(scale = 7)  –240 –80 80 240 240 160 80 0
(scale = 6)  –240 –160 0 160 240 160 80 0
(scale = 5)  –160 –80 80 160 160 80 0 0
(scale = 4)  –160 –80 0 80 160 80 0 0
(scale = 3)  –80 0 0 80 80 0 0 0
(scale = 2)  –80 0 0 0 80 0 0 0
(scale = 1)   0 0 0 0 0 0 0 0

While studying the Continuous Wavelet Transform the scaling made sense but i could't understand the scaling here ? what are these points -80, -160, -240, -320 represents ?

This is the final output, enter image description here How can i relate this output from my original signal ?

share|improve this question
    
Unlike other discrete transforms, there are two aspects of discreteness when working with wavelet transforms. The first and most important aspect is that for the DWT, you evaluate the transform at discrete, non-overlapping intervals of time. This is done to avoid redundant data in the transform values. You can do a discrete transform using suitably translated continuous transforms. The second aspect is working with discrete data, which has to do with structuring each computation of the transform so it is suitable for discrete analysis. This is the same as with any discrete transform. –  user2718 Feb 22 '13 at 15:11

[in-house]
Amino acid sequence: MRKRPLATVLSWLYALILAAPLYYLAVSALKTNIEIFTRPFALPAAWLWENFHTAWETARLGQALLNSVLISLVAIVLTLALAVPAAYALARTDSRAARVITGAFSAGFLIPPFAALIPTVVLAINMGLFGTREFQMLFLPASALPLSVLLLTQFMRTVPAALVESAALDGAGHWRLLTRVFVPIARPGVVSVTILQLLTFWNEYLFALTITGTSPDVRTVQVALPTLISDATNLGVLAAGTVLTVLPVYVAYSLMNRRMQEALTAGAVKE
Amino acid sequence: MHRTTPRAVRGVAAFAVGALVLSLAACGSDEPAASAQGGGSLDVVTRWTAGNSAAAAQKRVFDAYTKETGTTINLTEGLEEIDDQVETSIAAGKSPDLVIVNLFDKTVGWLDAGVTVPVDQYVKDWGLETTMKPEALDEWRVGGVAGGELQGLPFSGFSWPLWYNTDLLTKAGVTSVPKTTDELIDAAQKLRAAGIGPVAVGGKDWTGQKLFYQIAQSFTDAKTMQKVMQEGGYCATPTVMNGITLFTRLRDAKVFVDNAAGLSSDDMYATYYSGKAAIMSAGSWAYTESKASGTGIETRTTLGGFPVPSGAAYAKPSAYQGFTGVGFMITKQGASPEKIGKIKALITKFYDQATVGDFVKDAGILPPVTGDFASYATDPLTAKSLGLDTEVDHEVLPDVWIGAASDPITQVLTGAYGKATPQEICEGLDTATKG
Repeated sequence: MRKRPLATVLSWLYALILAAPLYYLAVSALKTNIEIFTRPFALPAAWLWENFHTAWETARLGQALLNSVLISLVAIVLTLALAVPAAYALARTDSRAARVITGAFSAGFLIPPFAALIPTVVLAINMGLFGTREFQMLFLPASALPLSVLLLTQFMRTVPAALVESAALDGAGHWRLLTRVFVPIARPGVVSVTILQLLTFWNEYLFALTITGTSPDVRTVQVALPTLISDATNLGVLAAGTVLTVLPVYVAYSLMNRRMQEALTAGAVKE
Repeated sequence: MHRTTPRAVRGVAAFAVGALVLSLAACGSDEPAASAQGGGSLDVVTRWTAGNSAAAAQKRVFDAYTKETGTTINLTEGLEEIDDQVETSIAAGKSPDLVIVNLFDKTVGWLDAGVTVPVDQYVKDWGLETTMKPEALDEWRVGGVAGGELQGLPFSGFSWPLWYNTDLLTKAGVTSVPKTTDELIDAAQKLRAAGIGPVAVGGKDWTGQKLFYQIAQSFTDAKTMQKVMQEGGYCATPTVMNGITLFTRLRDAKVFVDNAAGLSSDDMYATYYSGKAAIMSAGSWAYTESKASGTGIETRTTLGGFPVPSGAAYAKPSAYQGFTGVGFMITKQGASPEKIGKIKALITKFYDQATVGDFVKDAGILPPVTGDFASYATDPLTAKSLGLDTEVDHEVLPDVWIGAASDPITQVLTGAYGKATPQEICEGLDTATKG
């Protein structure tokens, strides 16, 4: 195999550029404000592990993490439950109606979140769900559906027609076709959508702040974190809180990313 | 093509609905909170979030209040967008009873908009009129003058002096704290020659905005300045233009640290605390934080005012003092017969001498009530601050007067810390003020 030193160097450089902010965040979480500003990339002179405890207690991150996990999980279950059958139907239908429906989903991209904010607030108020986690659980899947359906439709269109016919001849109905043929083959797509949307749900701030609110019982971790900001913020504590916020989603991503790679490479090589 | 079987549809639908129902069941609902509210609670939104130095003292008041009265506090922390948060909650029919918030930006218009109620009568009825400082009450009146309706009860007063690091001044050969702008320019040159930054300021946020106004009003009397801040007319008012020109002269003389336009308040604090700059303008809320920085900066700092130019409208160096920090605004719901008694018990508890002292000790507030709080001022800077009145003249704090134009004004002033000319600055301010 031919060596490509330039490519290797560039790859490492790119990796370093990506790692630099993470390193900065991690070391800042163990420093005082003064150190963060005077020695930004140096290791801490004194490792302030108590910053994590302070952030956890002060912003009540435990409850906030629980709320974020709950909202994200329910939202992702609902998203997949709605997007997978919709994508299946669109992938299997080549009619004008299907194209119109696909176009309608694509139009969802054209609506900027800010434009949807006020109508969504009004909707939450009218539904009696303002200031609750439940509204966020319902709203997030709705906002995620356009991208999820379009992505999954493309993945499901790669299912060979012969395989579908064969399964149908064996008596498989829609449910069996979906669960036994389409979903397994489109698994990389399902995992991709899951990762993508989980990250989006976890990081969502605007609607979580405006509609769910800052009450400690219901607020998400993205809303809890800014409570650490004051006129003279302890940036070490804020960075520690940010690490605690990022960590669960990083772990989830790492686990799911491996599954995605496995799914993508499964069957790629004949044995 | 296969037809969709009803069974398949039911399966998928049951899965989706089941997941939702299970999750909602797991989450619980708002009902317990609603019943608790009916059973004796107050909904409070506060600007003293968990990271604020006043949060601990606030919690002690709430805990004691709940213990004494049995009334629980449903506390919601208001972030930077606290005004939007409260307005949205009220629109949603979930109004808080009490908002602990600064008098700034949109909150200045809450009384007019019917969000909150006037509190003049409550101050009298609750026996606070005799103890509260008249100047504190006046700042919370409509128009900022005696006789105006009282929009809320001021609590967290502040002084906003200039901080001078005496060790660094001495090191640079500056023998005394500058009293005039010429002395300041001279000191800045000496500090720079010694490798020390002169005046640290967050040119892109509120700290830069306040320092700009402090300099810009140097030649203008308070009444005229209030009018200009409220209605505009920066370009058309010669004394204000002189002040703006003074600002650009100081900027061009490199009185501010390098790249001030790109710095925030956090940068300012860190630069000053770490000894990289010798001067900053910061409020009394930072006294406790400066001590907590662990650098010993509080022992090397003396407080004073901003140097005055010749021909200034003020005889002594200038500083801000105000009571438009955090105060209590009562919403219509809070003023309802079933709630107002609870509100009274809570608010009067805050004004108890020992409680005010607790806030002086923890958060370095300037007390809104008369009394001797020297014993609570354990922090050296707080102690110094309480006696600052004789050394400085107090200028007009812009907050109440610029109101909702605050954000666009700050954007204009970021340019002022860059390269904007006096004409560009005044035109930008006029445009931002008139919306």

Effected, can you refine your questions a little, there appear to be many of them and its hard to exactly see what you are asking. –  Mohammad Feb 22 '13 at 16:06
    
"Shifting once to the right and applying filter again" This seems needlessly confusing. Instead of replacing values in the original array, can't it be thought of as placing values into a new, empty array? (And shouldn't the new array size be halved each time you do this?) –  endolith Feb 22 '13 at 22:01
add comment

1 Answer 1

up vote 4 down vote accepted

It looks like there is a problem with your scaling.

The scaling for the DWT has the same interpretation as it does for the CWT.

For the DWT, the scale of the analyzing function (wavelet) is increased using a dyadic scale (increasing by factors of 2) in non-overlapping time intervals. Increasing scale corresponds to narrower frequency distributions in the frequency domain. Basically think of the analyzing function (wavelet) as a bandpass filter for which you are both narrowing the bandwidth and shifting down the center frequency by increasing the time scale.

As an example (see images below) I've transformed an audio signal using a CWT and then again using a DWT. Notice that the results look similar, they scale in the same way, except in the DWT, the regions of analysis are discrete non-overlapping intervals (sharp boundaries). Notice also that as the time scale increases (heading south on the CWT diagram), you have fewer DWT coefficients, so the number of blocks in the image decrease. I don't see this kind of scaling in your data.

enter image description here

share|improve this answer
add comment

Your Answer

 
discard

By posting your answer, you agree to the privacy policy and terms of service.

Not the answer you're looking for? Browse other questions tagged or ask your own question.